wholesaling
Wholesaling

Wholesaling

Wholesalers add value by performing channel functions

  • Selling and promoting
  • Buying assortment building
  • Bulk breaking
  • Warehousing
  • Transportation
  • Financing
  • Risk bearing
  • Market information
  • Management services and advice

13-40

wholesaling27
Wholesaling

Wholesaling

Selling and promoting involves the wholesaler’s sales force helping the manufacturer reach many smaller customers at lower cost

Buying and assortmentbuilding involves the selection of items and building of assortments needed by their customers, saving the customers work

13-41

wholesaling28
Wholesaling

Wholesaling

Bulk breaking involves the wholesaler buying in larger quantity and breaking into smaller lots for its customers

Warehousing involves the wholesaler holding inventory, reducing its customers’ inventory cost and risk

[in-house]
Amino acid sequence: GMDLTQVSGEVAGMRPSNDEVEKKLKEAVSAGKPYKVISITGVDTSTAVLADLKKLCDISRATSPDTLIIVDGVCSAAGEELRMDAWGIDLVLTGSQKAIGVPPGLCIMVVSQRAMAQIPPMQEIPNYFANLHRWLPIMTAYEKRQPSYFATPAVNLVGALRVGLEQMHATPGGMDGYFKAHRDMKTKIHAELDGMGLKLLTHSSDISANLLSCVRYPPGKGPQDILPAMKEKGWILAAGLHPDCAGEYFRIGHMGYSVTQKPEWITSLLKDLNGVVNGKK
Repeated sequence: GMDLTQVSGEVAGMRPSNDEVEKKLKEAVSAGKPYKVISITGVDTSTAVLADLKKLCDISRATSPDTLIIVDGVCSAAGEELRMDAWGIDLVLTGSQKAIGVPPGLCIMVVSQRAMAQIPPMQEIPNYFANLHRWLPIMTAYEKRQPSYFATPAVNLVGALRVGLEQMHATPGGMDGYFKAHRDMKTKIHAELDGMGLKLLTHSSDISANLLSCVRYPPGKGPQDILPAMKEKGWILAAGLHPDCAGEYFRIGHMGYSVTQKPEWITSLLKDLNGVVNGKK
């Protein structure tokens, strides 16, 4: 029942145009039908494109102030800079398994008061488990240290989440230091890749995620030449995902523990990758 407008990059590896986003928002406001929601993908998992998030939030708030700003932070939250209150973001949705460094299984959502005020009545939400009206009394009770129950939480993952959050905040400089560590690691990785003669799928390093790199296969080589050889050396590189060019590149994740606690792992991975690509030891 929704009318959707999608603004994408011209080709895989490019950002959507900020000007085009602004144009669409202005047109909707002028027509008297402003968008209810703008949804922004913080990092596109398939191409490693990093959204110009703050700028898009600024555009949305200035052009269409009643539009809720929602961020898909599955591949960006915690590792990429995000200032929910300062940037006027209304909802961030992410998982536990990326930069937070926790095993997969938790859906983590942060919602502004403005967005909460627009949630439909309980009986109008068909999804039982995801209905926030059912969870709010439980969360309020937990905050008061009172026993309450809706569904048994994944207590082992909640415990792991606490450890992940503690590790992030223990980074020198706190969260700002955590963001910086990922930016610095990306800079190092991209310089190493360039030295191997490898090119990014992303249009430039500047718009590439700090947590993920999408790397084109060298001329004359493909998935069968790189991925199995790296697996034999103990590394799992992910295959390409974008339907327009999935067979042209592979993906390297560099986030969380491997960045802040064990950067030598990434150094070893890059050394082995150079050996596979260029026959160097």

13-42

wholesaling29
Wholesaling

Wholesaling

Transportation involves the wholesaler providing quick delivery due to its proximity to the buyer

Financing involves the wholesaler providing credit and financing suppliers by ordering earlier and paying on time

13-43

wholesaling30
Wholesaling

Wholesaling

Risk bearing involves the wholesaler absorbing risk by taking title and bearing the cost of theft, damage, spoilage, and obsolescence

Market information involves the wholesaler providing information to suppliers and customers about competitors, new products, and price developments

13-44

wholesaling31
Wholesaling

Wholesaling

Management services and advice involves wholesalers helping retailers train their sales clerks, improve store layouts, and set up accounting and inventory control systems

13-45